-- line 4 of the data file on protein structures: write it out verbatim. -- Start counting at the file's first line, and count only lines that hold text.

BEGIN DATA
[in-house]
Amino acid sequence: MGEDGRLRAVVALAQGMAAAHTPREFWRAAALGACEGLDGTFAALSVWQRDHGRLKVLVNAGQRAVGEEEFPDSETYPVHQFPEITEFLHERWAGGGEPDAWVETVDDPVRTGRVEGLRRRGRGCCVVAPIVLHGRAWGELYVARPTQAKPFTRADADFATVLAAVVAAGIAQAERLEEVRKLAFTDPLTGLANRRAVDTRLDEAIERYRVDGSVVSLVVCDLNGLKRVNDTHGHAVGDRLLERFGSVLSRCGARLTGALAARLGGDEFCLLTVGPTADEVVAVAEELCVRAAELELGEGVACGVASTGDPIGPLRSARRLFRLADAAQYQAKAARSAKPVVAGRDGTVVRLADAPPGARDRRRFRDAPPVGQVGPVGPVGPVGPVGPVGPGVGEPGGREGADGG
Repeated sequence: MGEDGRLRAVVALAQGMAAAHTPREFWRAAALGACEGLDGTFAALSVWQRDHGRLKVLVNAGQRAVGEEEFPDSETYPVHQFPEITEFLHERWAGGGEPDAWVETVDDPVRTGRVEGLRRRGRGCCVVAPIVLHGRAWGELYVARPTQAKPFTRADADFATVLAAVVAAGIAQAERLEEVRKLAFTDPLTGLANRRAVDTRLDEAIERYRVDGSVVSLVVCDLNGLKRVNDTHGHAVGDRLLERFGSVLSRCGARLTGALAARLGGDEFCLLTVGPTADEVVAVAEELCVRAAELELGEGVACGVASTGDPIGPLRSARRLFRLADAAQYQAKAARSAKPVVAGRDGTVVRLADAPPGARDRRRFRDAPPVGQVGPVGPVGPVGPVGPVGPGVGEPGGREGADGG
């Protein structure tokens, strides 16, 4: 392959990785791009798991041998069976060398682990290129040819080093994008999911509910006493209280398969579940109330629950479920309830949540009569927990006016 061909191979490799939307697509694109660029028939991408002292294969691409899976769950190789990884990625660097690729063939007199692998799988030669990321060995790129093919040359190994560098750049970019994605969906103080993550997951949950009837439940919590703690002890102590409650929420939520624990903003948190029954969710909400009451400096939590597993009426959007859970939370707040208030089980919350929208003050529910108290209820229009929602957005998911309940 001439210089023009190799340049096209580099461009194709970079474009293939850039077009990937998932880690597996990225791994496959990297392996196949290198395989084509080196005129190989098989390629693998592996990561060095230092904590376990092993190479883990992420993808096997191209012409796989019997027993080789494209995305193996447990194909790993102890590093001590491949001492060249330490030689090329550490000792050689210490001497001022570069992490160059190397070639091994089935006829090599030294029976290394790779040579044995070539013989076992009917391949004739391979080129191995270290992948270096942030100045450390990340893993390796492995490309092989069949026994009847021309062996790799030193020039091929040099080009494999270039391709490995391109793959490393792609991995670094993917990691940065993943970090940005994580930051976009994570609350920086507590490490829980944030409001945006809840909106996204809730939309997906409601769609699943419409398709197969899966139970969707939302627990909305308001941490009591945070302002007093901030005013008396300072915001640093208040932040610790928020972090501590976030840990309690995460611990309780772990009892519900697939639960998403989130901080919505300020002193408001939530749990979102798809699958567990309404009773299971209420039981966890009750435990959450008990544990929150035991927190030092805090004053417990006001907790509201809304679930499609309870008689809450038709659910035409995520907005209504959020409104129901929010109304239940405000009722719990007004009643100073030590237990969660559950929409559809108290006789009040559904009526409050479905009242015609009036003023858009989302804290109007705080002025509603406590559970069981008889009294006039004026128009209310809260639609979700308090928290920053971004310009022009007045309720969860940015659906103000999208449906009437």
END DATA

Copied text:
């Protein structure tokens, strides 16, 4: 392959990785791009798991041998069976060398682990290129040819080093994008999911509910006493209280398969579940109330629950479920309830949540009569927990006016 061909191979490799939307697509694109660029028939991408002292294969691409899976769950190789990884990625660097690729063939007199692998799988030669990321060995790129093919040359190994560098750049970019994605969906103080993550997951949950009837439940919590703690002890102590409650929420939520624990903003948190029954969710909400009451400096939590597993009426959007859970939370707040208030089980919350929208003050529910108290209820229009929602957005998911309940 001439210089023009190799340049096209580099461009194709970079474009293939850039077009990937998932880690597996990225791994496959990297392996196949290198395989084509080196005129190989098989390629693998592996990561060095230092904590376990092993190479883990992420993808096997191209012409796989019997027993080789494209995305193996447990194909790993102890590093001590491949001492060249330490030689090329550490000792050689210490001497001022570069992490160059190397070639091994089935006829090599030294029976290394790779040579044995070539013989076992009917391949004739391979080129191995270290992948270096942030100045450390990340893993390796492995490309092989069949026994009847021309062996790799030193020039091929040099080009494999270039391709490995391109793959490393792609991995670094993917990691940065993943970090940005994580930051976009994570609350920086507590490490829980944030409001945006809840909106996204809730939309997906409601769609699943419409398709197969899966139970969707939302627990909305308001941490009591945070302002007093901030005013008396300072915001640093208040932040610790928020972090501590976030840990309690995460611990309780772990009892519900697939639960998403989130901080919505300020002193408001939530749990979102798809699958567990309404009773299971209420039981966890009750435990959450008990544990929150035991927190030092805090004053417990006001907790509201809304679930499609309870008689809450038709659910035409995520907005209504959020409104129901929010109304239940405000009722719990007004009643100073030590237990969660559950929409559809108290006789009040559904009526409050479905009242015609009036003023858009989302804290109007705080002025509603406590559970069981008889009294006039004026128009209310809260639609979700308090928290920053971004310009022009007045309720969860940015659906103000999208449906009437």